A few days ago, the famous furniture company posted detailed instructions of how to assemble the holiest of holiday recipes - Olivie salad, a long-time staple of New Year’s celebrations in Russia. In its usual no-nonsense, pictogram fashion, it spells out the basic recipe - potatoes, carrots, pickles, eggs, sausage, all diced to match the size of canned peas and smothered with mayonnaise. It has to be prepared while watching “The Irony of Destiny” the holiest of holiday movies. The peas from the can have to be guarded against encroaching relatives with “Don’t touch! It’s for New Year!” And the final product has to be awarded the centerplace on the table.

Come to think of it, the salad is nothing special. It’s not exactly lobsters in Champagne dip. In essence, a local take on potato salad, it has the most basic ingredients that could be found in Russian and Soviet kitchens in even in the direst of times. Legend has it that it was created in 19th century Moscow by a French chef Monsignor Olivier, hence the name. During the Soviet times, the meat ingredient in it was the cheapest, pink-and-pulp kind of sausage. Many still stick to the “original” recipe, even if they can afford better ingredients, but some go for an upgraded flavor, replacing it with roasted chicken, beef or even cow tongue.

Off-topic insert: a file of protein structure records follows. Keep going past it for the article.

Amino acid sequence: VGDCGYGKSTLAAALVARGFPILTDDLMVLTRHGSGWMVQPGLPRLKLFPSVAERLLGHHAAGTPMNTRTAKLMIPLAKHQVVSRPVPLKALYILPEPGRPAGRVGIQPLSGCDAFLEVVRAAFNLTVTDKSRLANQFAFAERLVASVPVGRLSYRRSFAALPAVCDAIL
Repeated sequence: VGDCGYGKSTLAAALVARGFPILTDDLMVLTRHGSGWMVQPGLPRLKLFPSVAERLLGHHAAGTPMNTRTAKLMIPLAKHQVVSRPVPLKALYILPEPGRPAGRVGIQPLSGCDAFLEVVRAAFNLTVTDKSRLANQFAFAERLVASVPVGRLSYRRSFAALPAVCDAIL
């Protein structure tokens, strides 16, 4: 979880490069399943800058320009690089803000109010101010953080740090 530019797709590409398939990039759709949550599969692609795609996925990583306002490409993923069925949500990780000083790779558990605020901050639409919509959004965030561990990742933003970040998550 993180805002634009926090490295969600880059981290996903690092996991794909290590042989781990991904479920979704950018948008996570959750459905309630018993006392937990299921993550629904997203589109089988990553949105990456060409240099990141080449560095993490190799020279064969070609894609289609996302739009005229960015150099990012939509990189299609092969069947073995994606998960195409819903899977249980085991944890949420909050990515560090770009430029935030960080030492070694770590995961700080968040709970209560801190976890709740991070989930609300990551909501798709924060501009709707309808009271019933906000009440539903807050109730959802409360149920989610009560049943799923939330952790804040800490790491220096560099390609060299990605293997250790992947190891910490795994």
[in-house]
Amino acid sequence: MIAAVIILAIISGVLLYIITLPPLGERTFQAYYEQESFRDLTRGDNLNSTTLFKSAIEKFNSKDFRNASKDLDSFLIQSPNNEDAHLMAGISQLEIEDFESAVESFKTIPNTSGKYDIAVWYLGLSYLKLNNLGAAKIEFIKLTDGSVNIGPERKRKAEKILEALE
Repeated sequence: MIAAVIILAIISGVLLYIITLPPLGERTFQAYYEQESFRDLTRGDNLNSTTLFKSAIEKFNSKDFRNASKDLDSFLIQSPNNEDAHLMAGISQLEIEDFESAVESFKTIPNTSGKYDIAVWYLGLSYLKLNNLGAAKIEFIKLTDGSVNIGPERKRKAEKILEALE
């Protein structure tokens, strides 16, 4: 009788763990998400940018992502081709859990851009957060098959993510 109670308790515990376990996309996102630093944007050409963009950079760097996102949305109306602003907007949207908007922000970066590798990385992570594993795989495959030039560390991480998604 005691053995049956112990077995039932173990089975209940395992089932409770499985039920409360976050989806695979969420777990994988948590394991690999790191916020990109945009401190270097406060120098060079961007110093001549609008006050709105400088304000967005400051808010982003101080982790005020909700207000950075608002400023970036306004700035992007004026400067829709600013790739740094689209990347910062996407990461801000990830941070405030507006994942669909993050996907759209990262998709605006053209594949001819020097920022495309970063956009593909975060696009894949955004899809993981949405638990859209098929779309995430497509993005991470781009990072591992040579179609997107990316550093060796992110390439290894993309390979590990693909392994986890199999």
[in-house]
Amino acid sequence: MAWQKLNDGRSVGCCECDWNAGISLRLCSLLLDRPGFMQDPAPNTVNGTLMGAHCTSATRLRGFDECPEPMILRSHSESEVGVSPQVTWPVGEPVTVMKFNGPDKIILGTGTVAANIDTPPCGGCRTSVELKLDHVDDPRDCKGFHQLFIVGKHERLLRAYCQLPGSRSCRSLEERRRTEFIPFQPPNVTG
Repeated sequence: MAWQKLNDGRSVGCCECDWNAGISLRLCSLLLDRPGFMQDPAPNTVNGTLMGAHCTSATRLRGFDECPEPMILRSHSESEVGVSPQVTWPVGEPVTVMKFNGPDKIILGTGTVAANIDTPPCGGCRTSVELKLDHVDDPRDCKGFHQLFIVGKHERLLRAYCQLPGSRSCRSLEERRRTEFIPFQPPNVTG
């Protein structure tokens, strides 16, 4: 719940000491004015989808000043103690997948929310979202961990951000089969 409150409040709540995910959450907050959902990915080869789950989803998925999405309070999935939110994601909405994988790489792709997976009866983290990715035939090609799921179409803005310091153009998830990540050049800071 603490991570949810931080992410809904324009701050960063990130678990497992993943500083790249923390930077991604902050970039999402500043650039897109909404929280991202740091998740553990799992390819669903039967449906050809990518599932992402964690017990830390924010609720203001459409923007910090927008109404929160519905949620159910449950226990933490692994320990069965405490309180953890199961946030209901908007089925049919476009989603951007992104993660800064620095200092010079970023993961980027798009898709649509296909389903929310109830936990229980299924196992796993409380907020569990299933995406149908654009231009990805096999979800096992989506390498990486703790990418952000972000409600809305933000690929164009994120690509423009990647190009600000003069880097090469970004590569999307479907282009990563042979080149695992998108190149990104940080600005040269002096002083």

One of the many virtues of Olivier is you normally make a pot of it, and it’s perfect for stealing spoonfuls straight from the fridge as the holidays go on. The upside is that it gets better as the ingredients marry together, but the downside is that well, it disappears even faster.

Of course, Olivier is never about the calorie intake. It’s about asking your sister about her new boyfriend while dicing the veggies, letting dad sneak a bite and making a wish as the clock strikes midnight. No wonder in the Ikea’s recipe the secret ingredient is … love.

If only 2019 came with such easy-to-follow instructions. Happy New Year!